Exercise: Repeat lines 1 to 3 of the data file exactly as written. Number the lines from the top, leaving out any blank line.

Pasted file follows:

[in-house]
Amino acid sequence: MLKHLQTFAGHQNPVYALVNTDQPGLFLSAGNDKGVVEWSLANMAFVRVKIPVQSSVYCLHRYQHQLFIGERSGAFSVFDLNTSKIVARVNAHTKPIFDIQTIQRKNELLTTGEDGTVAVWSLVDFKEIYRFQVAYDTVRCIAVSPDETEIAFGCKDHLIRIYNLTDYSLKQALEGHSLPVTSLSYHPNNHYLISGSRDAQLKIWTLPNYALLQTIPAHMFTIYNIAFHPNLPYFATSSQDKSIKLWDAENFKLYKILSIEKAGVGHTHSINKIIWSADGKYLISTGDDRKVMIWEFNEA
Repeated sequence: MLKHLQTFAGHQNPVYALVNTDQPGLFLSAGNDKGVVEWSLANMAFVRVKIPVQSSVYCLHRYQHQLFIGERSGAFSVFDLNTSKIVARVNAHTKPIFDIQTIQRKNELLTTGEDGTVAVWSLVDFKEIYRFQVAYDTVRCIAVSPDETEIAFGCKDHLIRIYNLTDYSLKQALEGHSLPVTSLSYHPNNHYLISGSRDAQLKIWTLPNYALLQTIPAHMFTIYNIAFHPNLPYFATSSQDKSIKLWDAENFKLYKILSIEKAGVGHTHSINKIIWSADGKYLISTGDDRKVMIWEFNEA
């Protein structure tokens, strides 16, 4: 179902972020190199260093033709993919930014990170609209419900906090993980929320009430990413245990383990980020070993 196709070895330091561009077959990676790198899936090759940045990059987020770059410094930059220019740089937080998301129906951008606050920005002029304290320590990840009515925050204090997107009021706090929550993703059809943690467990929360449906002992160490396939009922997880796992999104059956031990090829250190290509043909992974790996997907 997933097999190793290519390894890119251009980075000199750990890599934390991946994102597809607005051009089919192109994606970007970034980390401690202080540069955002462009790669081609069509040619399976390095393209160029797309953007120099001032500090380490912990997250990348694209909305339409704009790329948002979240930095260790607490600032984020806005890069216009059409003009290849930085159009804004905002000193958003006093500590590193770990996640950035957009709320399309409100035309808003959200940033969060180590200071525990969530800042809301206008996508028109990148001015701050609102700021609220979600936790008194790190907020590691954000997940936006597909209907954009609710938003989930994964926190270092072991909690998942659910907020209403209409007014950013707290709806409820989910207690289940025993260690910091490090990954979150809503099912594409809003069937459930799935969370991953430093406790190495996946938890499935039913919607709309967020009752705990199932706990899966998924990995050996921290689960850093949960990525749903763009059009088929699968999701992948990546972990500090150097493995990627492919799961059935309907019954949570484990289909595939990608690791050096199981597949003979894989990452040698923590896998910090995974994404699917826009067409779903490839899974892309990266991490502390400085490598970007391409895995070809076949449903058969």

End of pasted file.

[in-house]
Amino acid sequence: MLKHLQTFAGHQNPVYALVNTDQPGLFLSAGNDKGVVEWSLANMAFVRVKIPVQSSVYCLHRYQHQLFIGERSGAFSVFDLNTSKIVARVNAHTKPIFDIQTIQRKNELLTTGEDGTVAVWSLVDFKEIYRFQVAYDTVRCIAVSPDETEIAFGCKDHLIRIYNLTDYSLKQALEGHSLPVTSLSYHPNNHYLISGSRDAQLKIWTLPNYALLQTIPAHMFTIYNIAFHPNLPYFATSSQDKSIKLWDAENFKLYKILSIEKAGVGHTHSINKIIWSADGKYLISTGDDRKVMIWEFNEA
Repeated sequence: MLKHLQTFAGHQNPVYALVNTDQPGLFLSAGNDKGVVEWSLANMAFVRVKIPVQSSVYCLHRYQHQLFIGERSGAFSVFDLNTSKIVARVNAHTKPIFDIQTIQRKNELLTTGEDGTVAVWSLVDFKEIYRFQVAYDTVRCIAVSPDETEIAFGCKDHLIRIYNLTDYSLKQALEGHSLPVTSLSYHPNNHYLISGSRDAQLKIWTLPNYALLQTIPAHMFTIYNIAFHPNLPYFATSSQDKSIKLWDAENFKLYKILSIEKAGVGHTHSINKIIWSADGKYLISTGDDRKVMIWEFNEA